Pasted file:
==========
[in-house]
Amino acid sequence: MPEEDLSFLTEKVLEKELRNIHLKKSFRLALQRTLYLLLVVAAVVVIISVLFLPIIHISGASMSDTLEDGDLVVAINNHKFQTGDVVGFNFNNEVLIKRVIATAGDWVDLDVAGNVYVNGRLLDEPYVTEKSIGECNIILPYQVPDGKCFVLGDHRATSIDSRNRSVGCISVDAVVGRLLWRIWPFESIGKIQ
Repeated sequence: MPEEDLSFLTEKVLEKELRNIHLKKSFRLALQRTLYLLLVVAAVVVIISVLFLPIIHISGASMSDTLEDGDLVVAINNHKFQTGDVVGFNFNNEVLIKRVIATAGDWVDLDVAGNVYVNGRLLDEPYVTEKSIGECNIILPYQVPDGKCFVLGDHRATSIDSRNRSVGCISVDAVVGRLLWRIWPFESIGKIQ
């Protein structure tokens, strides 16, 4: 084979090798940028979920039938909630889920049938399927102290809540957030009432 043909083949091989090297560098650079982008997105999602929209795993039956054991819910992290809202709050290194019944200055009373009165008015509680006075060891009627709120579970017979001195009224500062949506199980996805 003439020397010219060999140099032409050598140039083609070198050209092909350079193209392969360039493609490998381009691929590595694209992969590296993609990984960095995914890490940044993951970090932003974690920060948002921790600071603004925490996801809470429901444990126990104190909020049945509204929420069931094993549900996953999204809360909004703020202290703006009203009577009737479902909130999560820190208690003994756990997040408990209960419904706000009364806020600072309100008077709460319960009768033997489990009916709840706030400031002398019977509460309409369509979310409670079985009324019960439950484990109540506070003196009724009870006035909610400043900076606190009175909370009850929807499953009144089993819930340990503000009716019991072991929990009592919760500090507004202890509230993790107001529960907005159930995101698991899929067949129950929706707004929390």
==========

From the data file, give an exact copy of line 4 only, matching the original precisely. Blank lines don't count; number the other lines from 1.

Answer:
């Protein structure tokens, strides 16, 4: 084979090798940028979920039938909630889920049938399927102290809540957030009432 043909083949091989090297560098650079982008997105999602929209795993039956054991819910992290809202709050290194019944200055009373009165008015509680006075060891009627709120579970017979001195009224500062949506199980996805 003439020397010219060999140099032409050598140039083609070198050209092909350079193209392969360039493609490998381009691929590595694209992969590296993609990984960095995914890490940044993951970090932003974690920060948002921790600071603004925490996801809470429901444990126990104190909020049945509204929420069931094993549900996953999204809360909004703020202290703006009203009577009737479902909130999560820190208690003994756990997040408990209960419904706000009364806020600072309100008077709460319960009768033997489990009916709840706030400031002398019977509460309409369509979310409670079985009324019960439950484990109540506070003196009724009870006035909610400043900076606190009175909370009850929807499953009144089993819930340990503000009716019991072991929990009592919760500090507004202890509230993790107001529960907005159930995101698991899929067949129950929706707004929390």